PIMCO recently introduced the PIMCO Emerging Multi-Asset Strategy, a comprehensive emerging market (EM) portfolio solution for investors, providing dedicated exposure to key EM asset classes: equity, local sovereign debt, external sovereign debt, corporate debt and currencies. In an interview, portfolio managers who share responsibility for the strategy, Curtis Mewbourne, Maria (Masha) Gordon, Ramin Toloui and Michael Gomez, discuss the strategy’s investment process, the outlook for emerging markets and how this asset-allocation strategy integrates with PIMCO’s established investment framework.Q. What motivated the development of the PIMCO Emerging Multi-Asset Strategy? Mewbourne: We believe that many emerging market countries are in the midst of a secular increase in global economic importance, and we expect them to grow at much faster rates than developed economies. While there are certainly risks in EM, including market volatility and currency risks, among others, we believe the potential benefits are enticing for investors and are motivating increased allocations to the space. However, investors also realize that capturing these benefits is not as easy as making a simple buy-and-hold investment. First, the EM world is not homogeneous. There are some countries with strong fundamentals that are clearly ahead of the pack, while others still present considerable risks. The same is true on a corporate level. Also, there are different EM asset classes to consider beyond the broad equity allocations generally favored by investors. Each of these asset classes offers a different combination of risk and return potential. And of course there remains the higher volatility nature of the EM sector as a whole, as compared to most developed market investments, and particularly with respect to tail events, those outsized market shocks that have plagued the EM investor every handful of years. So even though investors have turned to EM as a means to increase potential returns in their portfolios, they are simultaneously challenged to navigate fluid risks and exploit some significant opportunities along the way. Our view is that a passive approach to EM simply fails to address these realities. That’s the basis from which we believe PIMCO can help.Q. What is the investment approach underpinning the PIMCO Emerging Multi-Asset Strategy?Mewbourne: We’ve designed the PIMCO Emerging Multi-Asset Strategy to be a comprehensive EM solution for investors. Beyond just providing dedicated exposure to the key EM asset classes – equity, local sovereign debt, external sovereign debt, corporate debt and currencies – we also incorporate three distinguishing sources of active management. First, we apply our “top-down” macroeconomic views to help manage the asset allocation across the EM asset classes. Second, we leverage our deep “bottom-up” EM expertise in each asset class to add excess return potential through relative value strategies and overall currency exposure management. Third, we incorporate “tail risk” hedging strategies as an additional way to add long-term return potential by seeking to limit losses during the periodic market crises that affect EM. By combining these elements into a single portfolio, we’re able to offer investors a compelling comprehensive solution that combines the strategic exposure to EM that many investors desire with the robust risk management framework we feel they need. Bottom line: We think the approach of the Emerging Multi-Asset Strategy improves investors’ ability to maximize the return potential from their EM allocation, while better managing the risks inherent in this space.Q. What are the roles of the four portfolio managers on the strategy?Mewbourne: The strategy benefits by combining the deep EM experience of each portfolio manager with PIMCO’s asset allocation framework. Collectively we understand the EM universe, and each of us brings specialized knowledge of the specific asset classes. Masha Gordon leads our active EM equity business. She and her team of analysts bring a wealth of experience and insight to that asset class. Michael Gomez and Ramin Toloui co-lead our EM debt business. Michael manages our local EM debt and EM currency portfolios, and Ramin manages our external EM debt portfolios (EM bonds denominated in U.S. dollars). My job is to pull these components together in a manner that implements the three active management components of our multi-asset portfolios that I described earlier. Q. How do you evaluate these asset classes and combine them into a single portfolio?Mewbourne: Well, the nuts and bolts of the investment process begin with PIMCO’s three- to five-year secular outlook, which identifies key trends, risks and opportunities across the global economy. This is supplemented by our cyclical outlook, which specifies a near-term forecast for the level of economic growth and inflation in key regions. Next, PIMCO’s investment committee develops relative value views across key global risk factors.Based on that framework, our four-person portfolio manager team works together to develop views on which specific EM regions, countries and industries will perform best. Similarly we develop views on interest rates, currencies and credit within the EM universe. The individual portfolio managers then make specific investments in their areas of expertise. These relative value decisions across and within the EM asset classes are important because there are different ways we can express a given view. For instance, sometimes a view on high growth in, say, Brazil may be best expressed through equities, while at other times the risk/reward may favor corporate bonds, or even short maturity Brazilian government bonds.As a final step, we incorporate tail risk hedges, recognizing that risk in financial markets is not normally distributed. We want to limit losses associated with periodic market stress, which has unfortunately been a defining characteristic of EM investing in the past. Each of these three components – beta, alpha and tails – is designed to manage risk and deliver incremental returns over the traditional buy-and-hold approach.Q. What are the key benefits of EM equities in the context of a diversified approach like the Emerging Multi-Asset Strategy?Gordon: We believe emerging market equities are the most leveraged way to access the earnings growth and capital appreciation potential of companies based in nations that have increasingly become global centers of economic dynamism. Leading emerging nations have several factors favorable to long-term growth: less indebtedness, expanding middle classes, infrastructure investment and potential to drive domestic consumption. With these fundamental trends likely to continue, we believe that EM equity represents a compelling opportunity for investors.Investor demand trends are supportive as well. EM equities have started to evolve from a satellite investment into more of a core allocation. Still, many investors remain under-invested in emerging markets, if we consider measures such as market cap weights of “all country” indexes or share of global GDP. Investors should also recognize that EM companies account for a substantial and increasing share of the global corporate profit pool. Owing to these positive fundamental and demand trends, EM equities will be a key allocation within the Emerging Multi-Asset Strategy, roughly 50% of this portfolio as a long-term average.Q. How do you manage your EM equity portion of the portfolio?Gordon: We believe the key to success in emerging market equities lies in taking a holistic approach that combines a rigorous “bottom-up” driven stock selection process with a comprehensive “top-down” macroeconomic framework and sound risk mitigation techniques. My team selects from a very broad opportunity set of companies, emphasizing those that look cheap based on normalized earnings or intrinsic value. To assess this we use a proprietary valuation framework that incorporates many inputs, including a detailed analysis of company financials, discussions with company management, conversations with other industry participants and a full analysis of the capital structure.A key differentiator to our EM equity process is the incorporation of PIMCO’s macro, sovereign and credit research views. These both inform our valuation framework and help us assess country and currency factors, which tend to have a pronounced impact on emerging market equity returns. In particular, expectations regarding growth and inflation over both cyclical and secular timeframes are key. We believe integrating these elements meaningfully enhances our ability to ultimately pick good companies in constructing our portfolio.Q. Where does EM external debt fit into a strategy like Emerging Multi-Asset? And what are the risks of investing in U.S.-dollar denominated EM debt?Toloui: Opportunities to generate return in emerging market external debt have expanded markedly in recent years, with the universe of issuers now encompassing much more than just sovereigns. As countries have increasingly turned to their domestic markets to finance government borrowing, EM corporate and quasi-sovereign issuers have come to represent the bulk of new external issuance. While the case for EM sovereigns is fairly well understood, we believe the case for EM corporates is also compelling. From an investor’s perspective, these companies tend to have strong growth prospects and management teams, and often have better credit metrics – like lower leverage – than similarly rated developed market companies. In many cases, they are market leaders in their respective industries. And they tend to offer investors higher yields than their developed market peers. This reflects both an emerging market discount and the lack of dedicated investor sponsorship that U.S. and European investment grade and high yield credit enjoy.The phrase “emerging markets” is a convenient term of reference, but there is important differentiation among various emerging market countries in terms of their levels of indebtedness, growth prospects and therefore ability to service debt. Given current investor enthusiasm for emerging markets as a group, there is a risk that pockets of overvaluation develop that are disproportionate to the ongoing risks. In this context, careful credit analysis and selectivity with respect to building a portfolio are critical.In the context of the Emerging Multi-Asset Strategy, it’s also worth noting that emerging market debt may exhibit some defensive properties in times of market stress. This stems from two factors. First, as of February 2011 more than half of the JPMorgan Emerging Markets Bond Index (EMBI) Global is now investment grade rated and should benefit from the increase in U.S. Treasury prices during dislocations. Second, while we view EM currency exposure as a key long-term driver of returns in EM equity and local debt, the fact that external debt is denominated in U.S. dollars may help diversify the portfolio during periods of market turmoil when EM currency exposure from other parts of the Emerging Multi-Asset portfolio may weaken against the U.S. dollar and potentially other developed currencies.Q. How are local EM bonds different from external EM debt?Gomez: Local market instruments differ in a number of important ways. First, as their name suggests, these bonds are denominated in the currency of the issuer, for example: peso in Mexico, rupiah in Indonesia, rand in South Africa. Second, while they will naturally have exposure to the credit fundamentals of the issuing country, as with external debt, there are additional sources of both return and risk to consider when investing in local markets. From a return perspective, local currency bonds tend to offer higher yields than hard currency-denominated bonds of similar maturity. Capital appreciation from yield compression will also be an important return driver, given the favorable secular fiscal and inflationary dynamics within many of these countries. Finally, returns will be impacted by movements in foreign exchange rates. We generally have a constructive view of EM currencies and expect they will appreciate over time, both to correct some of their longer-term undervaluation and as they benefit from the secular headwinds we see impacting major developed economy currencies.Within a strategy like Emerging Multi-Asset, local market exposure may serve as both a return engine and in a defensive role. As mentioned above, local bonds have multiple compelling drivers of returns, which collectively give this portion of the EM opportunity set the potential for high long-term total returns, with a fraction of the volatility associated with EM equities. From a defensive perspective, local bonds tend to benefit structurally from on-going demand as a low risk asset for an ever-expanding base of local institutional investors and pension funds, which may provide some cushion during dislocations. We actually saw local debt yields fall rapidly following the stress of 2008, reflecting both the strong credit quality of many EM countries and the high demand for local EM investments even amid substantial developed economy stress.Q. Even though the EM investment universe has a range of distinct asset classes, they all have exhibited a high correlation to EM equities. This is in contrast to the developed world, where stocks and bonds tend to diversify each other. What are the implications of this common EM risk factor to investors, and how do you manage this across the various EM assets?Mewbourne: Excellent question. It is true that EM asset classes all share what we call EM equity risk, which essentially means they all tend to move with the EM equity market to varying degrees. In addition, many also share EM currency risk.The first implication is the need to recognize that asset class diversification does not equate to risk diversification. That is why we use a risk-factor framework for guiding our allocation decisions, which is a distinguishing approach. The second implication is that there are varying combinations of assets that can be used to achieve similar risk factor targets. That reinforces our decision to have multiple PMs on the strategy, each able to contribute “bottom-up” relative value input to help identify the optimal mix of assets in achieving our risk-factor targets. And the third implication is that a dedicated EM portfolio, though diversified, remains vulnerable to systemic shocks. That reinforces the need to have tail risk hedges. It also means that investors need to realize that they are taking strategic exposure to EM risk and must be prepared to ride the ups and downs of the investment accordingly. Our job is to make sure that ride is asymmetrical – potentially providing more upside participation and less downside participation. Q. How should investors use the PIMCO Emerging Multi-Asset Strategy?Mewbourne: We designed this to serve as a comprehensive EM solution, offering investors a comprehensive strategy to get dedicated EM exposure in a diversified, risk-aware fashion. We think the Emerging Multi-Asset Strategy is versatile in terms of how it can be used. Obviously, it can be a dedicated EM allocation and a consolidating strategy for investors who don’t want to make a piecemeal allocation to the various EM asset classes. It also can be viewed as a tactical asset allocation strategy, differentiated by its EM focus. Some may even choose to view it as an emerging market alternative strategy, given its tactical flexibility, embedded tail risk hedging and reduced volatility, as compared to a dedicated EM equity allocation. Thank you.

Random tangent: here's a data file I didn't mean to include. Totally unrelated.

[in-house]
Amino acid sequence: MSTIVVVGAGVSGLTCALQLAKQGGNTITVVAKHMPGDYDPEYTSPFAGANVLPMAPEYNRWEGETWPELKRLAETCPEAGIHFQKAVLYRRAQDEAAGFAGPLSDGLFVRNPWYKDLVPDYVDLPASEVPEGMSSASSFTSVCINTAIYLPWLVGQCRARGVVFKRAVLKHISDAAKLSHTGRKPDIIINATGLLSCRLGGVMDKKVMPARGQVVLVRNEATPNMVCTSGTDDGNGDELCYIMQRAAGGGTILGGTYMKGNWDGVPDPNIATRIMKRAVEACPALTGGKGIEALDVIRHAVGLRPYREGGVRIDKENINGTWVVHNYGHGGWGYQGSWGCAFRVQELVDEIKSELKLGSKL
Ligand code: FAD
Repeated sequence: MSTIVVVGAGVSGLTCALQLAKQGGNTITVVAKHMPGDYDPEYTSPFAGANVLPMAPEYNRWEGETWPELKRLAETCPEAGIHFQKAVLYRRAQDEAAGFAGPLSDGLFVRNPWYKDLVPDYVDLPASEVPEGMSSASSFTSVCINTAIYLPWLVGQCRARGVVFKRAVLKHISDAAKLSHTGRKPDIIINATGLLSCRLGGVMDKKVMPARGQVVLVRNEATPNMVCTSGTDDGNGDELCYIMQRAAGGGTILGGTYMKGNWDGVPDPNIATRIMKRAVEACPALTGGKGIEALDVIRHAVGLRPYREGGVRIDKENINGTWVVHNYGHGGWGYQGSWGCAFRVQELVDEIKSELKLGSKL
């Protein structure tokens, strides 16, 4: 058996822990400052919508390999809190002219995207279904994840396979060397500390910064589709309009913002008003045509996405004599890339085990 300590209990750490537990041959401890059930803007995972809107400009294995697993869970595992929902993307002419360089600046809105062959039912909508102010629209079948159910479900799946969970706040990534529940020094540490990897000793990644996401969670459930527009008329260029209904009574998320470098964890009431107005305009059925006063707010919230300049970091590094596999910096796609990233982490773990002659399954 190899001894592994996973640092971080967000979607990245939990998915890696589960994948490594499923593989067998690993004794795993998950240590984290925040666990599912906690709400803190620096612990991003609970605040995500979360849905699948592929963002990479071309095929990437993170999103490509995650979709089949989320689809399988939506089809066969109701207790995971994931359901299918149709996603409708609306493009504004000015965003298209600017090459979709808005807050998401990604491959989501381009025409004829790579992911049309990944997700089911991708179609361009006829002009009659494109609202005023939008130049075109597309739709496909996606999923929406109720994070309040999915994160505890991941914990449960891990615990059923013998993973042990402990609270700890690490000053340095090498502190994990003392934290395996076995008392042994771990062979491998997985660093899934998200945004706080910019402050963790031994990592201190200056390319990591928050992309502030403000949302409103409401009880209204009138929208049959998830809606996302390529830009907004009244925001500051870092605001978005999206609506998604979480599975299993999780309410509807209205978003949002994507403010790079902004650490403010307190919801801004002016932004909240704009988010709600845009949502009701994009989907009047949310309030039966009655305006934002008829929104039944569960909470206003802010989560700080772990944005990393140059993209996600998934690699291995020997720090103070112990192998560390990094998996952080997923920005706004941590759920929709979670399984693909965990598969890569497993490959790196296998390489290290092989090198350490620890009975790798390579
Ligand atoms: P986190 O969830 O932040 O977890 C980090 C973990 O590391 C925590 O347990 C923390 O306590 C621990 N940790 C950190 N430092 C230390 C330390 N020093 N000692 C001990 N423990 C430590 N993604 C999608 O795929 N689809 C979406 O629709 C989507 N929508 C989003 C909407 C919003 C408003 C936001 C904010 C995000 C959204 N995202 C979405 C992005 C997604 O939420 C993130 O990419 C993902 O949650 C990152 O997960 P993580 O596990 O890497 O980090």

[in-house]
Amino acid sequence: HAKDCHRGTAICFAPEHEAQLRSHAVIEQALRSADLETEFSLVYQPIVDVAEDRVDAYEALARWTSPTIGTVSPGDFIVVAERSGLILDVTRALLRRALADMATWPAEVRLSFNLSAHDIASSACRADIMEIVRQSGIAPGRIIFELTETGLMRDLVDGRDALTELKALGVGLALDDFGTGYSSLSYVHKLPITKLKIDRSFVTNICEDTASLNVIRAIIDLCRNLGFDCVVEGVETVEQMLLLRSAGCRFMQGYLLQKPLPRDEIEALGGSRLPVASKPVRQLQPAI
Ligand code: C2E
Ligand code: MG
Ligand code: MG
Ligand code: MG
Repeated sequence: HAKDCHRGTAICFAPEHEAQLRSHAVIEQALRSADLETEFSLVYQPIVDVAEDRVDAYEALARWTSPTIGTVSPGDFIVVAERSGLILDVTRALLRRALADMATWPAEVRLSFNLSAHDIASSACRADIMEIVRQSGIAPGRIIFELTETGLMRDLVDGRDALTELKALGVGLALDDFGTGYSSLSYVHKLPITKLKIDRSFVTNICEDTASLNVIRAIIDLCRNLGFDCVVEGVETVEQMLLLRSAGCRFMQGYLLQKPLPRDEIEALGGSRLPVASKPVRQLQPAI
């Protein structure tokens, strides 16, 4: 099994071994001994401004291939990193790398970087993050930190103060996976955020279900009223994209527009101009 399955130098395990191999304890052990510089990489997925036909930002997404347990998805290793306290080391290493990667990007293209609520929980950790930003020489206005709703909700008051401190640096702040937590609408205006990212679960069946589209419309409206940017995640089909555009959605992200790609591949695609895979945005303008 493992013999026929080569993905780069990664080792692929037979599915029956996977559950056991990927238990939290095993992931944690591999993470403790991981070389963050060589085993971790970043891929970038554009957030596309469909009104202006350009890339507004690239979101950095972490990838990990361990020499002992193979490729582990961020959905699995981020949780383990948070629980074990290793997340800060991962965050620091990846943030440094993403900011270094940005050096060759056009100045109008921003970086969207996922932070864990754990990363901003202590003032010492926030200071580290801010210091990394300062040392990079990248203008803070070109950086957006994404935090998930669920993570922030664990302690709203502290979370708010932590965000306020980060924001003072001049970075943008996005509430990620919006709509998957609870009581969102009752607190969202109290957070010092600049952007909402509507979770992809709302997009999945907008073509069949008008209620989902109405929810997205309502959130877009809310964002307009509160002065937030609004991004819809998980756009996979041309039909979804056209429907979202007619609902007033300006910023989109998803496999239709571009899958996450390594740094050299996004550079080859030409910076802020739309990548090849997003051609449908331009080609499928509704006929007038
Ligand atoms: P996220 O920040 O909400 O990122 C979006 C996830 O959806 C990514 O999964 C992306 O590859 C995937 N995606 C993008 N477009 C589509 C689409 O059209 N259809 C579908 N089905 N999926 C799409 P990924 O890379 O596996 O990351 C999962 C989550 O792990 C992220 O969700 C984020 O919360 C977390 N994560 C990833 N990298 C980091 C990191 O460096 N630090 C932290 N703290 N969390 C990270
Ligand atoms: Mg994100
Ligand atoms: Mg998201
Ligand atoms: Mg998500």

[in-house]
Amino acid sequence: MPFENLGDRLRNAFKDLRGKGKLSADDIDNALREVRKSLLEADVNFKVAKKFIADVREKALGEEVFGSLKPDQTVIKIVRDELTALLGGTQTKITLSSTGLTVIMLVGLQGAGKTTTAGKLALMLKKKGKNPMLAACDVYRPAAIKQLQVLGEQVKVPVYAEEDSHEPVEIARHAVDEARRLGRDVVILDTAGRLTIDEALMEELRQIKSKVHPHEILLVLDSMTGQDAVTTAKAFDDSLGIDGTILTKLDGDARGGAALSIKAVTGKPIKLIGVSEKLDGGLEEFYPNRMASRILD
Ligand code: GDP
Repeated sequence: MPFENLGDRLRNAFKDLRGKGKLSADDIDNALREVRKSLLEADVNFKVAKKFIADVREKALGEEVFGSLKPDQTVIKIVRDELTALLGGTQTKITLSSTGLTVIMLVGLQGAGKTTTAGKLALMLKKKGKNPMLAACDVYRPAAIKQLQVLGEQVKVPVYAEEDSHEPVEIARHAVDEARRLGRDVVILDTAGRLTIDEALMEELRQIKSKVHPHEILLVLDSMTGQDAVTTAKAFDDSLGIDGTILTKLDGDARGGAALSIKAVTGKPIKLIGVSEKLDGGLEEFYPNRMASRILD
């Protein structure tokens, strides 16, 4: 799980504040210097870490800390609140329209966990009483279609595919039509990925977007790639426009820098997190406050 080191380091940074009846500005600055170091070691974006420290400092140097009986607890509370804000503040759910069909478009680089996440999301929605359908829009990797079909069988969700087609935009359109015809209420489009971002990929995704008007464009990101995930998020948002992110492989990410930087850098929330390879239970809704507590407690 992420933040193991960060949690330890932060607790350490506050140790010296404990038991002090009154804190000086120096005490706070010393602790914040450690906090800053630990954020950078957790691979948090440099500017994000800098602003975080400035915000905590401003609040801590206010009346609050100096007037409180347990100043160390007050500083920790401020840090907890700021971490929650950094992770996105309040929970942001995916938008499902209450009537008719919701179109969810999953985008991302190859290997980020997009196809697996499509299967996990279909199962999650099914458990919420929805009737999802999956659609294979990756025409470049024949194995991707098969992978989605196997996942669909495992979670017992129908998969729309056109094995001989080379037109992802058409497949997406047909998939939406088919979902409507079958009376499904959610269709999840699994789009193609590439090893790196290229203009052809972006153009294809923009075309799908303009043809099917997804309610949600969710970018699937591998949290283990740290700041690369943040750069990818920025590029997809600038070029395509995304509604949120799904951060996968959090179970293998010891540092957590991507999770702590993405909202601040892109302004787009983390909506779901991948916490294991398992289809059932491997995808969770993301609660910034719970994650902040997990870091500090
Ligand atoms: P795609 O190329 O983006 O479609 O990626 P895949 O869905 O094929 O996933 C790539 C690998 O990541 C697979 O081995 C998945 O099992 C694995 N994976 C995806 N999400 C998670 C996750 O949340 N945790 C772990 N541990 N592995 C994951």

Past performance is not a guarantee or a reliable indicator of future results. Equities may decline in value due to both real and perceived general market, economic, and industry conditions. Investing in the bond market is subject to certain risks including market, interest-rate, issuer, credit, and inflation risk. Investing in foreign denominated and/or domiciled securities may involve heightened risk due to currency fluctuations, and economic and political risks, which may be enhanced in emerging markets. Currency rates may fluctuate significantly over short periods of time and may reduce the returns of a portfolio. Sovereign securities are generally backed by the issuing government, obligations of U.S. Government agencies and authorities are supported by varying degrees but are generally not backed by the full faith of the U.S. Government; portfolios that invest in such securities are not guaranteed and will fluctuate in value. Corporate debt securities are subject to the risk of the issuer’s inability to meet principal and interest payments on the obligation and may also be subject to price volatility due to factors such as interest rate sensitivity, market perception of the creditworthiness of the issuer and general market liquidity. Derivatives may involve certain costs and risks such as liquidity, interest rate, market, credit, management and the risk that a position could not be closed when most advantageous. Investing in derivatives could lose more than the amount invested. There is no guarantee that these investment strategies will work under all market conditions and each investor should evaluate their ability to invest long-term, especially during periods of downturn in the market.The JPMorgan Emerging Markets Bond Index Global is an unmanaged index which tracks the total return of U.S.-dollar-denominated debt instruments issued by emerging market sovereign and quasi-sovereign entities: Brady Bonds, loans, Eurobonds, and local market instruments. It is not possible to invest directly in an unmanaged index.